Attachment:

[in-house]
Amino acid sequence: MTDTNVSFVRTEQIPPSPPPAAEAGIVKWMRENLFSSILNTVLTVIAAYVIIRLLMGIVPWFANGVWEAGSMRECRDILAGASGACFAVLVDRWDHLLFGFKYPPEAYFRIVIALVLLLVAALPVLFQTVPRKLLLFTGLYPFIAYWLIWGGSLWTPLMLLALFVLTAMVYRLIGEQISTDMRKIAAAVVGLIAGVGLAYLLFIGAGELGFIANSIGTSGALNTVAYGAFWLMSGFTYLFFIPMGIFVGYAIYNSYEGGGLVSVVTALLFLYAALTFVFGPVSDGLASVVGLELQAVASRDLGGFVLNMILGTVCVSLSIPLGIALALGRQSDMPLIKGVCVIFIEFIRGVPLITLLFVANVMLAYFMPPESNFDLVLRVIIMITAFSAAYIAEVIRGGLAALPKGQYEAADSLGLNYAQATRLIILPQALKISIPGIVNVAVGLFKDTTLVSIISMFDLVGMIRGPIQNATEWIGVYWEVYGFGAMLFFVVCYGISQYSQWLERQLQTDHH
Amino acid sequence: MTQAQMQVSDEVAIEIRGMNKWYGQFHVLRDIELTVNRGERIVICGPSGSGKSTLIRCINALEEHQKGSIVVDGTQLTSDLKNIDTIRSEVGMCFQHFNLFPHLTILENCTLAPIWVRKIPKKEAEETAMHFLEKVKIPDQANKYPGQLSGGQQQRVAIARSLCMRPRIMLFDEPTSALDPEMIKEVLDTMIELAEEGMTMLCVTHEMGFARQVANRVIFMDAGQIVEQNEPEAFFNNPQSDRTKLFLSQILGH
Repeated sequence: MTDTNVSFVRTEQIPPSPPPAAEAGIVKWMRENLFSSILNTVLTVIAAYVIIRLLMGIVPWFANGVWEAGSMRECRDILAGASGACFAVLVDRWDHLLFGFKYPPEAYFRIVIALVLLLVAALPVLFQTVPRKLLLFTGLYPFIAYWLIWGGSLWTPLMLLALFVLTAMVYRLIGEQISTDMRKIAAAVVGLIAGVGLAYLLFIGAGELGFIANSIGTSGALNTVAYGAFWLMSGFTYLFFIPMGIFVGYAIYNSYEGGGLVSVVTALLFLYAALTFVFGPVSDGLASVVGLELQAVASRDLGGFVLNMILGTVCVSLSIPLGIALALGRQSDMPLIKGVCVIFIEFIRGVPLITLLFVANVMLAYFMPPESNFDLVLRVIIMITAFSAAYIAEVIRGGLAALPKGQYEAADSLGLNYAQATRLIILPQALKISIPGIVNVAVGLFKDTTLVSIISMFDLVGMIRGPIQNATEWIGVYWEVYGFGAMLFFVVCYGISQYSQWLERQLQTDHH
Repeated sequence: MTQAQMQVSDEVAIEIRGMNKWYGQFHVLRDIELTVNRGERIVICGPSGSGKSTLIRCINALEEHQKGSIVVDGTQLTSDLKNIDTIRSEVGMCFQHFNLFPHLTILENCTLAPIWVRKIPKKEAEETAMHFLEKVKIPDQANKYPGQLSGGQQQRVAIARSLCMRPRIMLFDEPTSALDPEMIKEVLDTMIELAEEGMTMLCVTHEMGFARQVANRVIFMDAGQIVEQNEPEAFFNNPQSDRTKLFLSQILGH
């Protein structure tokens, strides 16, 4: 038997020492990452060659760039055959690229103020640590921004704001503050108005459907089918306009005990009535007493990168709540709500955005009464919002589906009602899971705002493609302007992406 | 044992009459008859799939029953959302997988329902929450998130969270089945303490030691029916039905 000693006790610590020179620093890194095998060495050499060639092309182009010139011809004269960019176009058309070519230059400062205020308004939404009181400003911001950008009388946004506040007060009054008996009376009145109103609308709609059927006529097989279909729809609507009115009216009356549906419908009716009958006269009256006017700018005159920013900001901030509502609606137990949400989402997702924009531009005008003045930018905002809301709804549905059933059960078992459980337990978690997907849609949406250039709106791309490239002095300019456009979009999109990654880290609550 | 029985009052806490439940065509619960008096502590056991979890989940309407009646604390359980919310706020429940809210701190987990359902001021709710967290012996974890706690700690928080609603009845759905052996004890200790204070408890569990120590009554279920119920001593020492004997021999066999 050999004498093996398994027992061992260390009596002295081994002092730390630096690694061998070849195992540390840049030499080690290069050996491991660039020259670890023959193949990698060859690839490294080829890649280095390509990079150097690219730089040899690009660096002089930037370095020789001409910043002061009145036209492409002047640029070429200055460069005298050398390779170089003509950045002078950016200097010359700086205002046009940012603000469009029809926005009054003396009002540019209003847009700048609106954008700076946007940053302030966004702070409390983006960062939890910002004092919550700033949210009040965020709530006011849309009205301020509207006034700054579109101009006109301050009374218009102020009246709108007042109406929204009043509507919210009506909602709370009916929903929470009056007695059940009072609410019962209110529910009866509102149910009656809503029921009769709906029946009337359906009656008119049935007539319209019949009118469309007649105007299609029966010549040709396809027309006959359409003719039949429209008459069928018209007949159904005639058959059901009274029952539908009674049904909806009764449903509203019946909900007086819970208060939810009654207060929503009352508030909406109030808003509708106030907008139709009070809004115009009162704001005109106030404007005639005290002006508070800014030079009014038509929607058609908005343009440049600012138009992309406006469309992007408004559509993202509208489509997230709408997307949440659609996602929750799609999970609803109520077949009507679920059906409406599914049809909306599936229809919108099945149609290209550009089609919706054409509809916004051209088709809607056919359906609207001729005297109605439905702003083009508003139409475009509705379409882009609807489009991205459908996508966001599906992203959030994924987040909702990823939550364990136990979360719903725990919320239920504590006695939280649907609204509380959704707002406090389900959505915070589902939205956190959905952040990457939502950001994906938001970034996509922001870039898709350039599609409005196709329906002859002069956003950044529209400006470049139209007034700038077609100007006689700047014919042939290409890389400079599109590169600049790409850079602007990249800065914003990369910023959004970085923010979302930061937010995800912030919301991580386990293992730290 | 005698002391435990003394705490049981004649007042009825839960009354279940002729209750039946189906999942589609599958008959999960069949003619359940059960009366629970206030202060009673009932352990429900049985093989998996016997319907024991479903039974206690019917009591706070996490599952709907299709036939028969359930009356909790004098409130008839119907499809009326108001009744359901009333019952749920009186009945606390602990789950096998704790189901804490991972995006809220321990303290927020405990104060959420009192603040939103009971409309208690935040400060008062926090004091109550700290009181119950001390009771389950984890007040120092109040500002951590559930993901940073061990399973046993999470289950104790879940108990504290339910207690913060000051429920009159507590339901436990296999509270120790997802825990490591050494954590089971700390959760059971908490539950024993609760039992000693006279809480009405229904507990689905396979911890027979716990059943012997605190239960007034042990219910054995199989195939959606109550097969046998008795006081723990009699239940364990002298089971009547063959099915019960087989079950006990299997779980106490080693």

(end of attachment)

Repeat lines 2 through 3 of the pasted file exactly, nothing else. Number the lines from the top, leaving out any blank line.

Amino acid sequence: MTDTNVSFVRTEQIPPSPPPAAEAGIVKWMRENLFSSILNTVLTVIAAYVIIRLLMGIVPWFANGVWEAGSMRECRDILAGASGACFAVLVDRWDHLLFGFKYPPEAYFRIVIALVLLLVAALPVLFQTVPRKLLLFTGLYPFIAYWLIWGGSLWTPLMLLALFVLTAMVYRLIGEQISTDMRKIAAAVVGLIAGVGLAYLLFIGAGELGFIANSIGTSGALNTVAYGAFWLMSGFTYLFFIPMGIFVGYAIYNSYEGGGLVSVVTALLFLYAALTFVFGPVSDGLASVVGLELQAVASRDLGGFVLNMILGTVCVSLSIPLGIALALGRQSDMPLIKGVCVIFIEFIRGVPLITLLFVANVMLAYFMPPESNFDLVLRVIIMITAFSAAYIAEVIRGGLAALPKGQYEAADSLGLNYAQATRLIILPQALKISIPGIVNVAVGLFKDTTLVSIISMFDLVGMIRGPIQNATEWIGVYWEVYGFGAMLFFVVCYGISQYSQWLERQLQTDHH
Amino acid sequence: MTQAQMQVSDEVAIEIRGMNKWYGQFHVLRDIELTVNRGERIVICGPSGSGKSTLIRCINALEEHQKGSIVVDGTQLTSDLKNIDTIRSEVGMCFQHFNLFPHLTILENCTLAPIWVRKIPKKEAEETAMHFLEKVKIPDQANKYPGQLSGGQQQRVAIARSLCMRPRIMLFDEPTSALDPEMIKEVLDTMIELAEEGMTMLCVTHEMGFARQVANRVIFMDAGQIVEQNEPEAFFNNPQSDRTKLFLSQILGH